Liquid Biopsies and Acquired Resistance

- Ethan Cerami

Open any standard cell biology textbook, and you are likely to see a similar diagram describing a cell and its various compartments: DNA coiled into chromosomes, chromosomes tightly packed into the nucleus. The entire cell neatly enclosed in a cellular membrane. According to the model, DNA is cell-bound, uniquely attached to and anchored within a protective and atomic cellular unit.

A group from the Cancer Research UK has successfully applied whole exome sequencing to serial liquid biopsies to identify causes of acquired resistance in multiple cancer types. Image from: M Murtaza, et al. Nature. 2013 May 2;497(7447):108-12.

Except, of course, when it’s not. In 1948, two researchers P. Mandel and P. Metais made the startling discovery that human blood contains free-floating or cell-free DNA [1]. This “naked” DNA, now dubbed circulating free DNA or cfDNA exists is all of us, but researchers have since discovered that certain disease conditions, including rheumatoid arthritis, pancreatitis and cancer can result in increased levels of cfDNA. Where and how this naked DNA originates is still an active area of research, but most now believe it is the result of dying cells releasing their DNA into surrounding tissues. There is also evidence, although no clearly defined mechanism, by which living cells actively shed DNA into circulation [2].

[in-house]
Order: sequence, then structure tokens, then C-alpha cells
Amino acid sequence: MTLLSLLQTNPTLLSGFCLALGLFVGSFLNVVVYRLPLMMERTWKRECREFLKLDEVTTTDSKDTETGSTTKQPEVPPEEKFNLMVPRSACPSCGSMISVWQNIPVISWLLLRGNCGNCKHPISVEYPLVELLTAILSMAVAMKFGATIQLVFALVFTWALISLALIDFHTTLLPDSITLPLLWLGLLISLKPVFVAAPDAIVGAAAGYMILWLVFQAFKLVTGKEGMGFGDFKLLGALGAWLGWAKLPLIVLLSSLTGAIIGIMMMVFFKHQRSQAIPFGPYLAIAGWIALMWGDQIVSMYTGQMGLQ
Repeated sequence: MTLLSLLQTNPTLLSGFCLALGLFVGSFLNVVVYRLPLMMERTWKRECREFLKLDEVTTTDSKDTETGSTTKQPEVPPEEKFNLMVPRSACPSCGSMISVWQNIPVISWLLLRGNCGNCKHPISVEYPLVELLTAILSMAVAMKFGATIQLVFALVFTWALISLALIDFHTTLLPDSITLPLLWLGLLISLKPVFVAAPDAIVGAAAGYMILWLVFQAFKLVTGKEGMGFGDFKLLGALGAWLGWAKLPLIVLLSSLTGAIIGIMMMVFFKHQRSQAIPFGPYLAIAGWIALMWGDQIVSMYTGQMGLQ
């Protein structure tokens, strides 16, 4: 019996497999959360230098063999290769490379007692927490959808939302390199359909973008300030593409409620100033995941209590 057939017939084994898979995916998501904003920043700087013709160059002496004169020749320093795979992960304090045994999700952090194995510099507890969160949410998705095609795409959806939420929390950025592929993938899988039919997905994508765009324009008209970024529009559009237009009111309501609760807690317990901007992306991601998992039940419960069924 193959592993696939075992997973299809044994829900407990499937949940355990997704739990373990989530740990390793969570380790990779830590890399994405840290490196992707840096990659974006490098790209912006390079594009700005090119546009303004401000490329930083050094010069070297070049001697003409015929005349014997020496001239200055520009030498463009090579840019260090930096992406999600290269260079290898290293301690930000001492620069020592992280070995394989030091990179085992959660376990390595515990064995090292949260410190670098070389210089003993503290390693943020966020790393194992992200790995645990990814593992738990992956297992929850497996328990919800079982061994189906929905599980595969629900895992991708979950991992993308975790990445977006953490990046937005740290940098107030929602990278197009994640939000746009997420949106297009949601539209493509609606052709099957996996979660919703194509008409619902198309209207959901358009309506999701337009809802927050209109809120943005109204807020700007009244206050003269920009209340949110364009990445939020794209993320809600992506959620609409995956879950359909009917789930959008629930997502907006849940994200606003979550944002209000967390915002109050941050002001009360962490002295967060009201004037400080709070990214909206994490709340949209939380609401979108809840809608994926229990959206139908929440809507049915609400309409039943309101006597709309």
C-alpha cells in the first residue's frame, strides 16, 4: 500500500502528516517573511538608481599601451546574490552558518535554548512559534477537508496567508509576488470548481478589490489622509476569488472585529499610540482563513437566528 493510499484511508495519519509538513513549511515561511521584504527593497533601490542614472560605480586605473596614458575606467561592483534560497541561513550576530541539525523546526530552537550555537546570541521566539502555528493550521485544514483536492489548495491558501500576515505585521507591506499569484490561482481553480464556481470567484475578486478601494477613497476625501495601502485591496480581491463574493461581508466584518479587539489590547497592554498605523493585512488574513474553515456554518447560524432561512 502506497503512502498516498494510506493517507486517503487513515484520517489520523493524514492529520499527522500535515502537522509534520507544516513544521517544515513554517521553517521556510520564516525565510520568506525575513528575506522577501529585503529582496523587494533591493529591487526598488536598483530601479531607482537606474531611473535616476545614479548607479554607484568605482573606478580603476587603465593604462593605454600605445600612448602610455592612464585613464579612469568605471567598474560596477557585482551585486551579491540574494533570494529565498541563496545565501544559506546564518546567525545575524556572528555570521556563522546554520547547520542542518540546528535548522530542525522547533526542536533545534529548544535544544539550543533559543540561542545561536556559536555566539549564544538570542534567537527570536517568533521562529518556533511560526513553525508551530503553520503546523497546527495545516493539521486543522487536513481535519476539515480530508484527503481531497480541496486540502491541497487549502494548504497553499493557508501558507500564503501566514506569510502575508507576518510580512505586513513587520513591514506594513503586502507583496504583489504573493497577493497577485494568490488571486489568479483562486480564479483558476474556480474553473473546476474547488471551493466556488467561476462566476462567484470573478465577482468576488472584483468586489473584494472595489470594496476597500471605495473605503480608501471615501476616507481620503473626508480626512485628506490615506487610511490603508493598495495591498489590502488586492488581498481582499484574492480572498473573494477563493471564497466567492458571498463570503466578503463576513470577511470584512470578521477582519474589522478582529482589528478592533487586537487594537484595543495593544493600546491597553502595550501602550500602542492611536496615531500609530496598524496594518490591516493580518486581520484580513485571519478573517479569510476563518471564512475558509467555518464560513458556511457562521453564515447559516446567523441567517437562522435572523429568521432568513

Combine the fact that tumors release naked DNA into the bloodstream with advances in next-generation sequencing, and we now have a new era of “liquid biopsies”. Unlike traditional biopsies, liquid biopsies have the advantage of being non-invasive (no surgery required), and also have the potential to capture multiple sties of tumor growth all at once. Theoretically, liquid biopsies therefore capture both tumor heterogeneity across multiple sites, and tumor evolution across multiple time points.

Multiple applications are on the horizon for liquid biopsies, including the early detection of cancer, and early detection of cancer recurrence. The one area that has seen the greatest advance though is the use of liquid biopsies to identify the cause of acquired resistance, in response to targeted therapy. Every known targeted therapy results in some form of acquired resistance. Bert Vogelstein of Johns Hopkins University has famously called acquired resistance a “fait accompli” [3] – even before targeted therapy begins, a pool of tumor cells already contain the very mutations required to circumvent the therapy, and it is just a matter of time before these cells are selected for, and assert themselves.

The promise, of course, is that one could apply a targeted therapy, use serial liquid biopsies to determine and identify the cause of acquired resistance, and then apply a newly refined targeted therapy. Or, do this with enough patients to identify specific trends in resistance, and apply multiple targeted therapies in combination in anticipation of acquired resistance.